Despite threat of economic slowdown, outlook for Indian job market positive
After a hiring slump in the second half of 2022, there are indications of improved recruitment in 2023, especially in the retail, real estate, BFSI, and automotive sectors.
Tuesday December 27, 2022,
6 min Read
The upward momentum in hiring across industries, which began in 2021, continued till the first half of 2022. Thereafter, there was a significant slump in the job market, with companies not only pressing the brakes on hiring but also laying off people. However, as the year draws to a close, there are indications of the market improving in the near future.
In 2023, retail, BFSI and automotive sectors are expected to see a 20% growth in hiring over the last year. IT may experience muted growth in the first half of the year and is anticipated to pick up in the second half, according to estimates by foundit (previously Monster APAC & ME), a talent management platform.
Hiring activity in December started off well, after a slide over two quarters. Overall, the trends indicate an increase in hiring intent, and the next few quarters could see the intent crossing the 70% mark, according to a TeamLease report.
There will be a slow but steady recovery in recruitment/talent acquisition across sectors. Hiring in industries such as real estate, retail, tech, and BFSI is already on an upward trajectory despite a slow-growing economy and high inflation. Talent will be in demand in education and healthcare too.
Sekhar Garisa, Chief Executive Officer (CEO) of foundit, a Quess company, says, “Despite a slowdown in hiring for tech talent for the past few months, several industries, such as education and healthcare, are increasingly relying on technology to drive efficiency and productivity, indicating skilled talent will always be in demand.”
Growth before fall
There has been a phase of uncertainty in the job market since July due to the global economic scenario. While there was an 8% growth in hiring in the first half of the year, there was a 3% decline in the later part of the year, according to foundit Insights Tracker.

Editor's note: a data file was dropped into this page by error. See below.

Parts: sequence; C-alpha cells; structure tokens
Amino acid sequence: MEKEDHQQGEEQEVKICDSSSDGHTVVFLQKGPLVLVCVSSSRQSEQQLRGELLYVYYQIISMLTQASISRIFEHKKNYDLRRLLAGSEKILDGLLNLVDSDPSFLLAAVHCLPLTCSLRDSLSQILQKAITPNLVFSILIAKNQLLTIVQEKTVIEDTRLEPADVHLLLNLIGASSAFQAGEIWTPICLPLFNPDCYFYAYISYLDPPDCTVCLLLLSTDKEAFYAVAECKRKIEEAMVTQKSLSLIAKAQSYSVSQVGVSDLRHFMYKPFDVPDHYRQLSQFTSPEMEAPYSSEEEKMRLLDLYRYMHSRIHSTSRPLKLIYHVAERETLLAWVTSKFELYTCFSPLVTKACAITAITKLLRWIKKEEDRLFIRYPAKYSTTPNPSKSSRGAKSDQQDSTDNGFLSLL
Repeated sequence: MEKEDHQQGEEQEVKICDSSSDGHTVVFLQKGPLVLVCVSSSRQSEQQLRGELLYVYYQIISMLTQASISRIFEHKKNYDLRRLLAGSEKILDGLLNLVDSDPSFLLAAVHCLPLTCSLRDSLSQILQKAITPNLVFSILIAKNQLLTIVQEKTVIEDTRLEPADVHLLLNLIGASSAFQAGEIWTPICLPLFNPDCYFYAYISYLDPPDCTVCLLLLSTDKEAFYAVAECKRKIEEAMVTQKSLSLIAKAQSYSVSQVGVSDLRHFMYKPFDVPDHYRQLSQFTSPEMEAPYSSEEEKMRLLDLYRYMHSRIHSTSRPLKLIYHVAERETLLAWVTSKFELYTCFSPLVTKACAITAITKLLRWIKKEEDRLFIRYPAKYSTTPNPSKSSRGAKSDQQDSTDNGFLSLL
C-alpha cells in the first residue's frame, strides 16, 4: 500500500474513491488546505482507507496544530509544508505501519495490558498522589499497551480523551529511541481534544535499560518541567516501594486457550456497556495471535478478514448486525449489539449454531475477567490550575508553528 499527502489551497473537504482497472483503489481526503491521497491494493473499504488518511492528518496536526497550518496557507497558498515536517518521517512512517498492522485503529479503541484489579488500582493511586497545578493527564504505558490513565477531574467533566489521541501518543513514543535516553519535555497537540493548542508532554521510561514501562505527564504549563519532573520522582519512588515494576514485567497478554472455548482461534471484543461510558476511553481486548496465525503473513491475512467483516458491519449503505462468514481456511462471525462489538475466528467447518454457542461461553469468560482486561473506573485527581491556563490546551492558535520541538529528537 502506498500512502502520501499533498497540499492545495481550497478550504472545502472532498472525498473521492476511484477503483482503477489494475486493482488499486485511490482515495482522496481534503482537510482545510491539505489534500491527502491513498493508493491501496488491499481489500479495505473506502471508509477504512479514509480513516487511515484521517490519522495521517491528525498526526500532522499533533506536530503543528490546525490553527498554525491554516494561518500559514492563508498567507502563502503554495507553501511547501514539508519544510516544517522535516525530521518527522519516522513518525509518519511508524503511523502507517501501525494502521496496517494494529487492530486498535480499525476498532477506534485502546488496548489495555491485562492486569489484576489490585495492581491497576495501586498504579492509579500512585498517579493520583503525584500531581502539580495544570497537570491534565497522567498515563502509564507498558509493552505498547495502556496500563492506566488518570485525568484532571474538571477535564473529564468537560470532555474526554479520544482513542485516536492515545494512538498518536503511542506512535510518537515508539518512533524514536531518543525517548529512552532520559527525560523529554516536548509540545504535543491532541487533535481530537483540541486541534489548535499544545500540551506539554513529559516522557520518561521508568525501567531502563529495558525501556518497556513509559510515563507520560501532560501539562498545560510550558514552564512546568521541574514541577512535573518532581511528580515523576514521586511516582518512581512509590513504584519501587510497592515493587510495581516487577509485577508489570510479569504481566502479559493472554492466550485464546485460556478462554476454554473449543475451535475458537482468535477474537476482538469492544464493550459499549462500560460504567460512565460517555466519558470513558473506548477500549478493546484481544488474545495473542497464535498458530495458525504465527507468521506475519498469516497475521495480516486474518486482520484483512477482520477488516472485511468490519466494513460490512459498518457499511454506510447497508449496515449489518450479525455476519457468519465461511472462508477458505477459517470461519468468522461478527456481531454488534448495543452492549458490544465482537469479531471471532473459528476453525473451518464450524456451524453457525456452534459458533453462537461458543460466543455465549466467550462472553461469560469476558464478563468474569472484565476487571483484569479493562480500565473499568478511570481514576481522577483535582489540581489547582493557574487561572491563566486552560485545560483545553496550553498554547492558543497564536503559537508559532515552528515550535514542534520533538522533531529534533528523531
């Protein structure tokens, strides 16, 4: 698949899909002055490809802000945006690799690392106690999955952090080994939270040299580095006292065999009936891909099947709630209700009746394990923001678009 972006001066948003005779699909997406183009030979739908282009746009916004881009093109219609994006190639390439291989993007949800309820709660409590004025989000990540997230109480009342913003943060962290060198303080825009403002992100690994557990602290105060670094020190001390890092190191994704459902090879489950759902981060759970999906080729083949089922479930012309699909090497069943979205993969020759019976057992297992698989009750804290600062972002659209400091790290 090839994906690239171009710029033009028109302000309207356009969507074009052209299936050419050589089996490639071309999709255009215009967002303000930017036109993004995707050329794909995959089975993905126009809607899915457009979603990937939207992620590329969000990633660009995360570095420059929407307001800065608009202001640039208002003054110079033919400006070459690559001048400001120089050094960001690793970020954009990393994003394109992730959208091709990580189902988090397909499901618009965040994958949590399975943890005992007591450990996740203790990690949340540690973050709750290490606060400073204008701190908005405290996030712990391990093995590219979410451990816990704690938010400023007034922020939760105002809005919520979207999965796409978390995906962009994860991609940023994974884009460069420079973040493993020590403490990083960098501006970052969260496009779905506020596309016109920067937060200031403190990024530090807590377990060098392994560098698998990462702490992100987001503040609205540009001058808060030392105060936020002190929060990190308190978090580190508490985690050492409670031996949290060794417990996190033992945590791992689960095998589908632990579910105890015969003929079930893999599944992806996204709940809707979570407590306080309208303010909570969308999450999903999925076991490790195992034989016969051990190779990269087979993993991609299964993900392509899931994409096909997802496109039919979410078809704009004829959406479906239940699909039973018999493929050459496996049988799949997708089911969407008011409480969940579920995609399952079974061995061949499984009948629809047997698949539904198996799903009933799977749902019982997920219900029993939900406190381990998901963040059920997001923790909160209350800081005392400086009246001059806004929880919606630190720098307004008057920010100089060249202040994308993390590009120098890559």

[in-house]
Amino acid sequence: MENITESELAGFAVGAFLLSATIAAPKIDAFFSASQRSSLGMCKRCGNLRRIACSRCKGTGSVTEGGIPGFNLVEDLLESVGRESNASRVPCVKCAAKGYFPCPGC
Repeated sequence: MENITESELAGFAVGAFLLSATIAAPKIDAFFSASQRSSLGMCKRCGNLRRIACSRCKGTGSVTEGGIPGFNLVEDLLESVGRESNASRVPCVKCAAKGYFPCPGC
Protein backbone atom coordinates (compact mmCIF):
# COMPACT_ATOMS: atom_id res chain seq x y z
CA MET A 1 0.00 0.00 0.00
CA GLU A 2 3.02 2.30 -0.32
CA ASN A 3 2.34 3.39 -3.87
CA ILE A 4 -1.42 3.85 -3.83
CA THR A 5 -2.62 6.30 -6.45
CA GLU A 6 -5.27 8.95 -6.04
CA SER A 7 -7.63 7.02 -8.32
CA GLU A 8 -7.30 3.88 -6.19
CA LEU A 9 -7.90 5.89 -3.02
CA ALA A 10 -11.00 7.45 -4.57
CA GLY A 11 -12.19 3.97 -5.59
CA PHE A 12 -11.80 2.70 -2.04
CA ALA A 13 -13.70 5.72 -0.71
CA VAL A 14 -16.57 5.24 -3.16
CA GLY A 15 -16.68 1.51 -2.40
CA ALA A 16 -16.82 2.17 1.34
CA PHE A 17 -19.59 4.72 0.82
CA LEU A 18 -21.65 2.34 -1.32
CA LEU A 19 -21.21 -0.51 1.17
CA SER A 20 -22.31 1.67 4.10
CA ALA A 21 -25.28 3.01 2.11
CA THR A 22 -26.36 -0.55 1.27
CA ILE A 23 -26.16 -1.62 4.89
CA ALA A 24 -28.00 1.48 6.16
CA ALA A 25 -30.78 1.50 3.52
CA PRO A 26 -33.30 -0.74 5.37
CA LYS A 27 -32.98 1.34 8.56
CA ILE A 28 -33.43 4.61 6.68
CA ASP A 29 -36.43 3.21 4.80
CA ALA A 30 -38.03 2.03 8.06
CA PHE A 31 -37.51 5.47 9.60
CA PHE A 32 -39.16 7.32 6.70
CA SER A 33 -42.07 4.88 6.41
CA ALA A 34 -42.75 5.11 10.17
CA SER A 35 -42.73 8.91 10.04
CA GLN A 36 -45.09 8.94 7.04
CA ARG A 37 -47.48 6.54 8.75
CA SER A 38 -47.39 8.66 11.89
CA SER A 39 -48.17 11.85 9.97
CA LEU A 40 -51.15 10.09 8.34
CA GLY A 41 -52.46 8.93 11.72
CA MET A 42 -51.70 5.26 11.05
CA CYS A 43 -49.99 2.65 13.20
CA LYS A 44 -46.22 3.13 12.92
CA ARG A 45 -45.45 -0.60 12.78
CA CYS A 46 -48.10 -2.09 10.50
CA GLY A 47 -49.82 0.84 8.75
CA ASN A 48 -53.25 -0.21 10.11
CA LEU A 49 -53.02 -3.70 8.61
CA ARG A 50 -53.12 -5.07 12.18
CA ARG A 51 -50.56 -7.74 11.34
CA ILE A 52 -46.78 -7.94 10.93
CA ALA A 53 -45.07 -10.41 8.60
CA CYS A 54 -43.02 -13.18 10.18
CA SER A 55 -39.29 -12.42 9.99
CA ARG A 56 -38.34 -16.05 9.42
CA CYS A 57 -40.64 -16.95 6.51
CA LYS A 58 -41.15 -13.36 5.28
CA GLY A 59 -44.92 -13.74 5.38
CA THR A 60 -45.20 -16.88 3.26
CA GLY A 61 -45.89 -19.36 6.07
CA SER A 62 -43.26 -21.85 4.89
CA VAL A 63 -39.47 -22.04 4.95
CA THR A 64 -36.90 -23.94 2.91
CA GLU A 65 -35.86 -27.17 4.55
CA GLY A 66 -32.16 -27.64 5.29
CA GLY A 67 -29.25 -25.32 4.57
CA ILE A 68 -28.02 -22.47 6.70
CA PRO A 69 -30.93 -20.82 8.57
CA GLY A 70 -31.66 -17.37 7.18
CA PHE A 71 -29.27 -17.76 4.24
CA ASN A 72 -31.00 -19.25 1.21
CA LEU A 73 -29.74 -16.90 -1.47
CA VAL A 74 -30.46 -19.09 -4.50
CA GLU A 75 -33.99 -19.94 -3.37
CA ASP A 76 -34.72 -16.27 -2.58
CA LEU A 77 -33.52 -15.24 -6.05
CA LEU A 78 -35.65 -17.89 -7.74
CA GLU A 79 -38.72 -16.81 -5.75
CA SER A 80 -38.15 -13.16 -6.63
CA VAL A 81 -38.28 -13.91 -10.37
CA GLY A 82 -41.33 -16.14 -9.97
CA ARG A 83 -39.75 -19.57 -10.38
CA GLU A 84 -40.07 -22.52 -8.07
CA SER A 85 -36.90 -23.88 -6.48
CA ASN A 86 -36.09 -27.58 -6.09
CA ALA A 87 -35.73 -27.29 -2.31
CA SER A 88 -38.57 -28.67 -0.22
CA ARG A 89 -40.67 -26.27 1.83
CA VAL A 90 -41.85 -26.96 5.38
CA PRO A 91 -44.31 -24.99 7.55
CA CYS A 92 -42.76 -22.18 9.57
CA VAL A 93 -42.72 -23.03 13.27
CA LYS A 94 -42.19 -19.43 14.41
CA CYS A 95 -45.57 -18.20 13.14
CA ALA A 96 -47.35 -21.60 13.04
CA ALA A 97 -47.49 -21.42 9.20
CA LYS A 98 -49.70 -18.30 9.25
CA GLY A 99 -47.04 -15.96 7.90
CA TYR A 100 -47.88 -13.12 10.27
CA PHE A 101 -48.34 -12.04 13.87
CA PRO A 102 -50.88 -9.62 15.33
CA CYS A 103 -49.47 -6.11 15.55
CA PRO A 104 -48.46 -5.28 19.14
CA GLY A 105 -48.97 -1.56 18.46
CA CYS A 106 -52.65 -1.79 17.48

The banking, financial services and insurance (BFSI) industry witnessed the strongest demand for professionals in 2022, marking an annual growth of 25% in hiring.
The BFSI industry is focused on digital transformation, neo-banks, artificial intelligence, cloud, cybersecurity, and cognitive computing, resulting in an array of opportunities for job seekers, foundit notes.
In addition to BFSI, telecom/ISP, production and manufacturing, automotive/ancillaries/tyres, and retail were the top industries in terms of hiring activity. But hiring decreased in media and entertainment, engineering, cement, construction, iron/ steel, education, FMCG, food, and packaged food.
In early 2022, companies across sectors faced the challenges of short supply of talent and wage wars, on the back of inflated salaries and expectations from 2021, says Kamal Karanth, Co-founder of Xpheno, a specialist staffing company. “Companies, eager for talent, had disrupted the market with higher-than-usual wage packages in 2021. The impact of this continued well into early 2022.”
The tides changed from April 2022, when rising inflation and recession threats saw enterprises trimming their hiring targets.
Cause and effect
The overheated talent acquisition funnel in 2021, with hyper hiring, in anticipation of a buoyant 2022, is the primary reason for a spike in layoffs, say experts.
Tightened access to funds in an inflationary market saw a redesign of talent acquisition plans across sectors. This led enterprises to shed the extra flab they had gathered in the buoyant year.
“In the readjusted market, the new challenge is about access to quality talent at affordable cost,” explains Kamal.